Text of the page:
Duo Killer Mike and El-P have maintained a spotlight in hip-hop since they formed Run The Jewels in 2013. Both started as underground icons who shot to superstardom with their self titled debut. Seven years later and three albums strong, they have continued to set the standard for hardcore, political hip-hop, and RTJ4 maintains this streak.
In light of the murders of Breonna Taylor, Ahmaud Arbery and George Floyd, the violent response by police to nationwide Black Lives Matter protests, compounded with President Donald Trump’s fascistic response to those protests, RTJ4 serves as an encapsulation of the turmoil of this era in American history.
Just prior to RTJ4‘s release, Killer Mike delivered a powerful and anguished speech to the people of Atlanta. He expressed intense fury and sadness about the deaths of Black Americans at the hands of police while also urging organization and advancing progressive policies, as well as the ousting of corrupt politicians and bureaucrats who continue to maintain the systems and mechanisms that perpetuate systemic racism.
“It is your duty to fortify your own house so that you may be a house of refuge in times of organization,” he said. “Now is the time to plot, plan, strategize, organize and mobilize. It is time to beat up prosecutors you don’t like at the voting booth. It is time to hold the mayoral offices accountable, chiefs and deputy chiefs. Atlanta is not perfect, we’re a lot better than we ever were, and we’re a lot better than cities are.”
The album reflects that strength, eloquence, and emotional power. Development of RTJ4 began in 2018 and the album feels peculiarly topical—because those same issues have persisted during that time and not just over the past 10 days.
Themes are not limited to police brutality but social media activism, human rights abuses and the prevalence of sexual predation in high places, all encompassed within an impassioned rallying cry to revolt against the status quo. Yet in spite of such heavy subject matter, RTJ4 delivers an energetic, enjoyable and inspiring experience start to finish, and will stand the test of time as a significant album in the larger hip-hop canon.
The album opens with “yankee and the brave (ep.4),” where listeners are introduced to a made-for-TV rendition of Killer Mike and El-P as action heroes who fight against the tyranny of police. Each pays homage to his hometown; New York City and Atlanta. It’s followed by “ooh la la,” featuring Greg Nice and DJ Premier. Synthetic, bass-heavy drums and hollow snares carry a simple piano riff, while Killer Mike and El-P rap about attaining success through subversive means. The rebellious nature of the track is infectious, with clever lyrics like, “Ol’ Dirty Bastard, go in your jaw, shimmy shimmy ya/ Got the semi in the hemi, go and gimme, gimme, ya/ Pugilistic, my linguistics are Jeru the Damaja.”
As listeners dig deeper into the meat of the album, tracks like “holy calamafuck,” “walking in the snow,” “the ground below” and “JU$T” take on a more angst-ridden and critical edge. Killer Mike and El-P become more direct with their criticisms of the U.S. government and the behaviors of the American public. On “walking in the snow” and “JU$T” in particular, they each drop intense lyrics that vividly depict the reality of police brutality.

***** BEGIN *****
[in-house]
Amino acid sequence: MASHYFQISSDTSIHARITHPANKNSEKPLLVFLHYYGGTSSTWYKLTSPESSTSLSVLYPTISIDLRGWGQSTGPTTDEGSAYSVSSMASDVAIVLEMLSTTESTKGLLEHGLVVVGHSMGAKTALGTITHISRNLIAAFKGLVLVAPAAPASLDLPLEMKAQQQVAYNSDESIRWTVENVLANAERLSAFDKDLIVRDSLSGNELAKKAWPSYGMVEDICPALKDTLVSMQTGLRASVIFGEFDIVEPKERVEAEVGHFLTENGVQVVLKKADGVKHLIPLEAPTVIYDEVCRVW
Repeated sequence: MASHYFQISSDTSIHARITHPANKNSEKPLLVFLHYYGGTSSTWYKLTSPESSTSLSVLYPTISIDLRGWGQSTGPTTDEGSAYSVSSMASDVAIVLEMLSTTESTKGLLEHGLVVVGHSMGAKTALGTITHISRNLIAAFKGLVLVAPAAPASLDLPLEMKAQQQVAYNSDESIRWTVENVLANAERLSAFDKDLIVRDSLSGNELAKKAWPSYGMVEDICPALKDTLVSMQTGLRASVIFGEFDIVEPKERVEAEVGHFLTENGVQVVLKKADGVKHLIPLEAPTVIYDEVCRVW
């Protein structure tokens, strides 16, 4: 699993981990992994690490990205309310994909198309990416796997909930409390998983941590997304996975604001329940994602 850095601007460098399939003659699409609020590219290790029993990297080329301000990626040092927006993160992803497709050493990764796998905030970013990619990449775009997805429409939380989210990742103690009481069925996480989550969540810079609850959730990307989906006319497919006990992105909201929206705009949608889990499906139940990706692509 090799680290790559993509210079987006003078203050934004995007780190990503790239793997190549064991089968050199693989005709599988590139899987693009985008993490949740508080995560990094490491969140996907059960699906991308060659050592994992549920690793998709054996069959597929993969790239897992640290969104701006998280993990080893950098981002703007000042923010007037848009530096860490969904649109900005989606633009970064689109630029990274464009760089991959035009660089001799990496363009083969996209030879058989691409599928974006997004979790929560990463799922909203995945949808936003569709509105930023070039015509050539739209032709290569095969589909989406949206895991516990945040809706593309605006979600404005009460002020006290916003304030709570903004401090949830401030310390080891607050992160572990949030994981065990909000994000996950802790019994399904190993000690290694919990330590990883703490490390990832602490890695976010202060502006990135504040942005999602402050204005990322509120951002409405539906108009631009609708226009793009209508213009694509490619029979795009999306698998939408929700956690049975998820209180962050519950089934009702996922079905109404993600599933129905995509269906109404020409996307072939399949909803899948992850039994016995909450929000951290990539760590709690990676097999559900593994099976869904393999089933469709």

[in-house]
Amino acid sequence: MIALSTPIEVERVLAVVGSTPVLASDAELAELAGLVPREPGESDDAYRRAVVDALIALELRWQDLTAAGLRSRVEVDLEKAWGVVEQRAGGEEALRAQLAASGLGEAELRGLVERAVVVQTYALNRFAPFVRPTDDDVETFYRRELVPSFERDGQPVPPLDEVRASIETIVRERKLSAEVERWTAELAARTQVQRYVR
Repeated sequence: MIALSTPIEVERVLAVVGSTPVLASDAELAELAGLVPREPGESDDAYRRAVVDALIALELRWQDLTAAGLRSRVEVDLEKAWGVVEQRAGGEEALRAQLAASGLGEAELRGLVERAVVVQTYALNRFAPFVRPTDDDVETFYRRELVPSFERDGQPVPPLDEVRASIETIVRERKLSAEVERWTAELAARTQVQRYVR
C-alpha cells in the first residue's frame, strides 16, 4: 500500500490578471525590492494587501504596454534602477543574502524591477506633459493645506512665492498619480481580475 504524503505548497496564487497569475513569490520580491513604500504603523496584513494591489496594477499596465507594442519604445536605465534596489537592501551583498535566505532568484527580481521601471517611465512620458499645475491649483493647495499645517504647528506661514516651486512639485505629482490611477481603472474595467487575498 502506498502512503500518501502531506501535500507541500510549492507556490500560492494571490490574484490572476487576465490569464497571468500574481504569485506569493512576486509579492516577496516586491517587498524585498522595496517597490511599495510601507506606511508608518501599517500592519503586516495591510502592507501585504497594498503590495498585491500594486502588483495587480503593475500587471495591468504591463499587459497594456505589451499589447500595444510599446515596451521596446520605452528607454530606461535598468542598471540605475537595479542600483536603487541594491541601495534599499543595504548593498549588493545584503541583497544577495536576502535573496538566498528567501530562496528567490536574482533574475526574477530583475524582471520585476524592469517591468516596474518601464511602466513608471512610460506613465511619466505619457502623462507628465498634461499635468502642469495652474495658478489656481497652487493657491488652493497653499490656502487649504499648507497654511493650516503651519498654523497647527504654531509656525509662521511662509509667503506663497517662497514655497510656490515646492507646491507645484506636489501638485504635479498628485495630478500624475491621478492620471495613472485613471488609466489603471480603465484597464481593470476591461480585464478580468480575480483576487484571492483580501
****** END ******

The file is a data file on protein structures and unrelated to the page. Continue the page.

“I can’t breathe,” Killer Mike raps the desperate final words of Eric Garner and George Floyd, both of whom were murdered by asphyxiation at the hands and knees of police.
The lyrics are a scathing rebuke of armchair social media activists who consume media and seldom if ever get directly involved in fighting such injustices. “And every day on the evening news they feed you fear for free/ And you so numb you watch the cops choke out a man like me/ And ’til my voice goes from a shriek to whisper, “I Cant Breathe”/ And you sit there in the house on the couch and watch it on TV/ The most you give’s a Twitter rant and call it a tragedy.”
Also returning to the album is friend and frequent Run the Jewels collaborator Zack De La Rocha of Rage Against The Machine, who appears on “JU$T” alongside Pharell Williams and provides the closing verse—as he did on “Close Your Eyes (And Count To Fuck)” on Run The Jewels 2. De La Rocha again delivers poignant and powerful political prose that place him as the progressive prophet of the hip-hop and rock pocket. His presence commands your attention, and, considering his inclusion on the last three Run the Jewels albums, it’s still a wonder why he hasn’t been made an official member of the group.
The album closes out with the somewhat somber, yet hopeful, declaration of defiance with “a few words to the firing squad (radiation),” on which Killer Mike and El-P reflect on their motivations as artists, the circumstances they find themselves in and how those circumstances drive the duo to fight for what they believe. It’s a reflective track that inspires listeners to consider their own motivations. It ends with an homage to television serials reemphasizing the alter egos introduced at the outset, bringing the narrative full circle.
RTJ4 turns out to be more than just the highly anticipated record fans have been waiting for. It’s a Polaroid of the sociopolitical hell-scape that has defined the last few years and unfortunately may serve as a glimpse of what will come if nothing changes. To call it exceptional would be doing it a disservice.
Follow editor Tim Hoffman at Twitter.com/hipsterp0tamus.